So now what?

Honestly I haven't decided. I think I'm going to set up my default browser to redirect URLs to That will take care of most of my day-to-day needs.
(I do use Twitter clients, by the way. Tweetbot on Mac, Echofon on iOS. But I try to use them in a mindful way. I don't want them to pop up just because I clicked somewhere.)
Mostly, this is an opportunity to look clearly at Twitter and remember that it does not love us. It's a commercial social network; we are its fuel and in its fire we shall burn. I use Twitter, but -- as with the web in general -- I want to remain aware of the tradeoffs.
For what it's worth, Mastodon never got traction for me. Sorry. My private social circles are now on Slack and Discord. Slack just got bought. Maybe it'll be okay. Discord's heel-turn is still in the unclear future. I don't know. We have to stay flexible.
So, you know... the usual story. Enjoy your holidays. Stay home and videochat. Play some games.

Tuesday, December 8, 2020

Reading Myst for detail

The VR remake of Myst is due out for Oculus Quest on the 10th. I will not be playing it this week because I'm not into VR or Facebook. The updated Myst will be released for other VR platforms and flatscreen PCs in 2021 -- I believe they said "early 2021" -- and I am happily anticipating that. The screenshots look amazing.
(Cyan has walked a painful line insisting that this is not a "Quest exclusive" release. It's just a game that releases on Quest this week, and other platforms at an unannounced future date. My personal theory is that Facebook walked into Cyan's office with a bucket of money and said "Make Myst VR a Quest exclusive!", and Cyan said "Oh, no, we really can't do that," and then there was a lot of pacing and gesticulating, and they wound up with this handwavy compromise where the PC version ships a couple of months later and nobody calls it a Quest exclusive. This is only a theory.)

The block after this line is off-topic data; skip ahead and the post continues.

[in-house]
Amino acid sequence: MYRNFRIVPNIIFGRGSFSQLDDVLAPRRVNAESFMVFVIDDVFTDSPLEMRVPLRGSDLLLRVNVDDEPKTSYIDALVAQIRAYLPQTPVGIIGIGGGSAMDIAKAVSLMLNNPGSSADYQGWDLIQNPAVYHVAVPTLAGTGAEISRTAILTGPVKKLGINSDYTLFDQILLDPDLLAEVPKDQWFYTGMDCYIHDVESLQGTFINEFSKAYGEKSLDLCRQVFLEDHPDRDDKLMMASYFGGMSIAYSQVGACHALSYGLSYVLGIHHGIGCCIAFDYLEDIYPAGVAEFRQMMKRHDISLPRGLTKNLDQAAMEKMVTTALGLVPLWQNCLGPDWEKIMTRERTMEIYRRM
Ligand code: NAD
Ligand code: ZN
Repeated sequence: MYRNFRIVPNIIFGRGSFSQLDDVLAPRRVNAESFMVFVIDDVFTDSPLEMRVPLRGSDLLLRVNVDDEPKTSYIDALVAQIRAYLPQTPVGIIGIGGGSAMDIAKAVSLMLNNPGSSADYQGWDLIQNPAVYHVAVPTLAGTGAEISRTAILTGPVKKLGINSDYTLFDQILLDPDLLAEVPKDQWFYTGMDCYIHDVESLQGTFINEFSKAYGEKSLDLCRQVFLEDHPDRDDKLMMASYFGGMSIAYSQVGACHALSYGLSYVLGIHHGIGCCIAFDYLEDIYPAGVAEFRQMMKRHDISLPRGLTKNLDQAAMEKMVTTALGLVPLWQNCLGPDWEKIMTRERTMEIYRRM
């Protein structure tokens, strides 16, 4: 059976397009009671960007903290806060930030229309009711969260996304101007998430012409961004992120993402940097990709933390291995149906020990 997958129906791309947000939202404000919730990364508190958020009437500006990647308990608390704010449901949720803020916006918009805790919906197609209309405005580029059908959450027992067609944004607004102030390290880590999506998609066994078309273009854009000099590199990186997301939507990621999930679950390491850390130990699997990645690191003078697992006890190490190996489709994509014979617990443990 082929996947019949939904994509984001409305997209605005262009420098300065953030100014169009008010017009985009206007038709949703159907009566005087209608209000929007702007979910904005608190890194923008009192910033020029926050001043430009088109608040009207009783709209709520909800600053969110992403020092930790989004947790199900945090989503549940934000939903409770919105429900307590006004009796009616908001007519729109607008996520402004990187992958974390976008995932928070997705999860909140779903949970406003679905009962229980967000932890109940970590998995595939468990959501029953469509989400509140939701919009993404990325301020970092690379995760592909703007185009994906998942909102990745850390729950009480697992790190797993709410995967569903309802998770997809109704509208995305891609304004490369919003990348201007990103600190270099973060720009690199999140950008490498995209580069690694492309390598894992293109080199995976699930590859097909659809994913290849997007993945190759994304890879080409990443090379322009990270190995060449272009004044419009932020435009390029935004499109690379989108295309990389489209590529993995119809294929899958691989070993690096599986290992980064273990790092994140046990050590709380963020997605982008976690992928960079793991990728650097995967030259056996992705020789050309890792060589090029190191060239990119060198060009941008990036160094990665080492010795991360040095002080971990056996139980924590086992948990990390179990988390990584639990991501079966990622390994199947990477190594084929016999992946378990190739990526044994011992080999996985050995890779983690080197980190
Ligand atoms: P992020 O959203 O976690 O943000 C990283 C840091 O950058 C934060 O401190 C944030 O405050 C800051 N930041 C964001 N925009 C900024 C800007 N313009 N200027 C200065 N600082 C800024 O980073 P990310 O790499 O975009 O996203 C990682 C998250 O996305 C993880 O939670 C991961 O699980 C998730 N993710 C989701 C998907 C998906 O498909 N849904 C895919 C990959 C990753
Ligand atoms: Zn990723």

Anyway, I thought it would be fun to go back and look at how little we know about the Myst story!
The original game does an incredible job of painting a complex story of betrayal with just a few brushstrokes of narration. But it's surprisingly hard to pin down exactly what happened. We know that Atrus trapped his sons in the red and blue books, and the boys trapped Atrus in D'ni... hang on, how did that work? Who was trapped first?
Here, try this puzzle. You've played Myst. Using only your knowledge of the original game, put these events in chronological order:
  • (A) Atrus creates the red and blue trap books.
  • (B) Atrus goes to D'ni and is trapped.
  • (C) Atrus moves four linking books from the library to the protected places on Myst.
  • (D) Atrus records a message to Catherine in the Forechamber imager.
  • (E) Atrus tears pages from the red and blue books and scatters them.
  • (F) Sirrus and Achenar burn the library on Myst.
  • (G) Sirrus and Achenar do something ("used Catherine") to trick Atrus into going to D'ni.
  • (H) Sirrus and Achenar enter the red and blue books and are trapped.
  • (I) Sirrus and Achenar tear one page from Atrus's Myst linking book.
(I've put these in alphabetical order to avoid giving hints!)

Spoilers farther down the post. While you think about it, I'll mention some other recent Cyan news...

A month ago Cyan released a photo-sharing iPhone app called Crowbox. No, it's not a game; it really is a photo-sharing app. It uses peer-to-peer networking. You browse through your photos on your phone, select one, and everybody else standing near you can see it pop up on their phone. That's the whole gimmick. It's free, no ads, with a paid DLC option for extra features (more shareable albums).
Cyan teased this idea last year at Mysterium. Now they're pushing it as ideal for pandemic times -- you can show people your photo album while standing six feet away from them. (Outdoors, preferably, but you know this.)
They also posted an in-character Atrus journal touting the idea, in case you like your marketing ARG-style.

If you're into merch, Cyan has put new mugs, shirt, posters, and other stuff on their company store page. Some of this has art from the upcoming Myst; some spotlights fan artist Lauren Herda. I snagged a couple of mousepads, which are now sold out, ha ha.